Today, NewTeeVee gets to do something we don’t normally get to do — review the competition. OK, technically The Web Files isn’t competition for us — we’re just covering the same beat using different mediums. In this web series about the making of web series, Files host Kristyn Burtt interviews various players in the online video space every week about the trials and tribulations of creating content for the Internet.
While the opening sequence — shot film noir-style, with Burtt playing the role of detective — seems to imply investigative journalism, Burtt’s focus is on personalities and content, with minimal scoops in sight. The interview with MERRIme.com creators Kaily Smith and David Weidoff, for example, focuses more on their experiences at the NYTVF (where Smith won the best actress award) than on questions like how they were able to secure name cast members like Tony Hale and Tom Arnold, not to mention their $2,500-per-episode financing, though they do make an interesting point about the value of hiring a publicist.
But while the news component may be lacking, Burtt is still a capable host whose years of entertainment reporting make her very comfortable on camera — previously, she’d done hosting work with MSNBC and NBC, among other entities. And her approach isn’t always just a sit-down-and-chat one; when she interviewed the creators of Coma, Period, for example, she combined conversations with supporting crew members with a tour of the production company’s office.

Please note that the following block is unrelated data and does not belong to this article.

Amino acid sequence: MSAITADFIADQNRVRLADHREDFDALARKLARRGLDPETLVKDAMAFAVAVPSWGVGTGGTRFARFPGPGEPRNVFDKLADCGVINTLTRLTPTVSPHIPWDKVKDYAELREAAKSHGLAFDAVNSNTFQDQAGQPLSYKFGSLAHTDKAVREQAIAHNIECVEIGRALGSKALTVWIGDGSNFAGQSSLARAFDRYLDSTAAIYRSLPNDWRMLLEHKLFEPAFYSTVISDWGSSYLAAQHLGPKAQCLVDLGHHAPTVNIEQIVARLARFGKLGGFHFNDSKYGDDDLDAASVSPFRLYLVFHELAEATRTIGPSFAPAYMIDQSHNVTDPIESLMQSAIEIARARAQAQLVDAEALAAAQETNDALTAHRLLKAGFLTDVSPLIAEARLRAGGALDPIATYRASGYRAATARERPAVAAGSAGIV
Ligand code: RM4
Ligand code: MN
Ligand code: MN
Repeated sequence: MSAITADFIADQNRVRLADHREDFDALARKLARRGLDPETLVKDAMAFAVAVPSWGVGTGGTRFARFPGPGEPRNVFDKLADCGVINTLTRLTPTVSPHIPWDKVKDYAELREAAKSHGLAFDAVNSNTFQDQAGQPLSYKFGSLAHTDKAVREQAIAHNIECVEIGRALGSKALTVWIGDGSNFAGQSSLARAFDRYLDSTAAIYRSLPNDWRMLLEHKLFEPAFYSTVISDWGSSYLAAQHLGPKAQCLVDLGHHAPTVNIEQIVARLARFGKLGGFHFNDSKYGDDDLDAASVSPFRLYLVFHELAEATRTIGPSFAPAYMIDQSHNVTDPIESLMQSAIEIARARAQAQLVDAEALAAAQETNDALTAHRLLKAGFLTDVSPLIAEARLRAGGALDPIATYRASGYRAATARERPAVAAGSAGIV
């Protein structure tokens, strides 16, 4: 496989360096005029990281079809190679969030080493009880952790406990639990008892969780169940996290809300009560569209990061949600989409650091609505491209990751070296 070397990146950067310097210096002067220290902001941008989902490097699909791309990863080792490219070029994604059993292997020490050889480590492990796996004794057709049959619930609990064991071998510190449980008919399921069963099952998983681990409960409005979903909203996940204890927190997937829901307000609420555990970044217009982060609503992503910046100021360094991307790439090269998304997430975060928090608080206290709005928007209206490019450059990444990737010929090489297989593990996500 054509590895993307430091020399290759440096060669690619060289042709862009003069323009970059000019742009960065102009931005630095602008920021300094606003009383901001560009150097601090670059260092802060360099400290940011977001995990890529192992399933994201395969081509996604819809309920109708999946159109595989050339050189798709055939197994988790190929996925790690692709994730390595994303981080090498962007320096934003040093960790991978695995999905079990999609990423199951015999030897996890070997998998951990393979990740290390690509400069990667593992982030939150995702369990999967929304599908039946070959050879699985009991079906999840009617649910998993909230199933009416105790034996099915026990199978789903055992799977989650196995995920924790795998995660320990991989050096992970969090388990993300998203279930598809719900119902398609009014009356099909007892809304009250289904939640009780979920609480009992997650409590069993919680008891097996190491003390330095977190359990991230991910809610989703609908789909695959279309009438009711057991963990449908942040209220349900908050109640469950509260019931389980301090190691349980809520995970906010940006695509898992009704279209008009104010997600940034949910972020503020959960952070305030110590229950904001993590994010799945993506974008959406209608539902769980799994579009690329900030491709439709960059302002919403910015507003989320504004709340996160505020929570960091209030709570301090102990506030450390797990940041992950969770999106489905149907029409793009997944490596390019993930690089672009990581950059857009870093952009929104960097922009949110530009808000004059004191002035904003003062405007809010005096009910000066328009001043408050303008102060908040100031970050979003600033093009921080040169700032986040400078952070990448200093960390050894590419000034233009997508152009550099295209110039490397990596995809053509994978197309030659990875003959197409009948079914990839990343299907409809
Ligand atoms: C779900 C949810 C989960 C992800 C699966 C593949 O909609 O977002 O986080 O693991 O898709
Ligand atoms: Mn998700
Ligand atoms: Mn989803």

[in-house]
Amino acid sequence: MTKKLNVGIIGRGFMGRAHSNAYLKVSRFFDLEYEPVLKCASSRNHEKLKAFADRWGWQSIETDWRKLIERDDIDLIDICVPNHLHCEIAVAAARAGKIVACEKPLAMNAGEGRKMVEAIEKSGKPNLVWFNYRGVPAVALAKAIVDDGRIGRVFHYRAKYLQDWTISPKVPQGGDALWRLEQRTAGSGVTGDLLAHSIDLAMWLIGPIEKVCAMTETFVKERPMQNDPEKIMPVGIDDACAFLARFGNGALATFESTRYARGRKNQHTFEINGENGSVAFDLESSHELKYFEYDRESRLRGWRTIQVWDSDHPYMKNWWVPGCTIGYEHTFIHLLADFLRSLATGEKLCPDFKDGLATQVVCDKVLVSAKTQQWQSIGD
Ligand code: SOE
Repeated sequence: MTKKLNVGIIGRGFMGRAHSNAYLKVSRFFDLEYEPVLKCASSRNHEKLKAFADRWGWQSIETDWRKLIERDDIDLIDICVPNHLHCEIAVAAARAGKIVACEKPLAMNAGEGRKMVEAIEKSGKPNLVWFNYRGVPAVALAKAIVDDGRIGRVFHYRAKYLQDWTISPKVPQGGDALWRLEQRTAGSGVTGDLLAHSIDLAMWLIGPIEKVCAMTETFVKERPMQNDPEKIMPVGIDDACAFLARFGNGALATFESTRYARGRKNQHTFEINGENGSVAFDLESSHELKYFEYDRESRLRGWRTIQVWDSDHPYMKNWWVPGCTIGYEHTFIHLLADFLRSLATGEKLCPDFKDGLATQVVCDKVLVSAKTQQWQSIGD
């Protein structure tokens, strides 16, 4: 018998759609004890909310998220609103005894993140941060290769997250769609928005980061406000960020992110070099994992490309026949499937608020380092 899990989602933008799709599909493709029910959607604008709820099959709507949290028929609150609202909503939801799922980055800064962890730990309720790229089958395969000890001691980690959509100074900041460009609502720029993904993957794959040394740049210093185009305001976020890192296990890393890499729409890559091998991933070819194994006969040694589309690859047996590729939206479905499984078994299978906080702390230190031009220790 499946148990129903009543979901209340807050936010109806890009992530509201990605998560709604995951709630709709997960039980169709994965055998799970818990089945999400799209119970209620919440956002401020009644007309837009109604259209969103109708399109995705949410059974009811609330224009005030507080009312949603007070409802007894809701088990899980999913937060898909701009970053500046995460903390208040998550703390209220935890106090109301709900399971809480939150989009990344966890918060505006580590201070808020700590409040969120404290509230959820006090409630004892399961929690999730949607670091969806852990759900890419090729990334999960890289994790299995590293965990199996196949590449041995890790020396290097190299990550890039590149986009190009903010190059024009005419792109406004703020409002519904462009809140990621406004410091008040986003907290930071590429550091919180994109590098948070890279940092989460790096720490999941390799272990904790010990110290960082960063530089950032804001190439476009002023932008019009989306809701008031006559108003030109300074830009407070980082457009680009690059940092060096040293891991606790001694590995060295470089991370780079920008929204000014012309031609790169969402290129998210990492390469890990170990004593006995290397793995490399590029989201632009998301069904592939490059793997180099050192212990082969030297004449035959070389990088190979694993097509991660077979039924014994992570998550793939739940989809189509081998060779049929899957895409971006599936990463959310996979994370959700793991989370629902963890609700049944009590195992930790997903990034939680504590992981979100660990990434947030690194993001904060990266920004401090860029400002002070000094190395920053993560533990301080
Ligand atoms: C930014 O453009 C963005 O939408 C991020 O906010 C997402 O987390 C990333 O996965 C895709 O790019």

In fact, probably the strongest aspect of The Web Files is that Burtt and director/producer Sandra Payne are constantly changing the format and location of the interviews in an effort to mirror the show being talked about. Examples include speaking with Cabonauts creator Hayden Black inside one of the futuristic cabs from the series (complete with outer space greenscreening) or hanging out with porn star Demi Delia at her house to discuss Mommy XXX.
The choice of subjects so far is pretty limited to the L.A. web series scene (at least 10 of the people who have appeared on Web Files, in fact, are Tubefilter meetup regulars), but so far there’s been enough variation within that community to keep the series from feeling stale. (A major recent get for them: an interview with the executives at Fox TV’s 15 Gigs studios.)
The only problem is that it’s a bit hard to gauge who the exact audience is for Web Files. The aspiring creator looking for tips on breaking into the space? Those already engaged with the web community? Whatever the answer might be, the fact that Files is taking this medium and those working in it seriously is just another step in the web series world attaining greater credibility. So I’m a fan — unless, of course, they scoop us. (Just kidding.) (Not really.)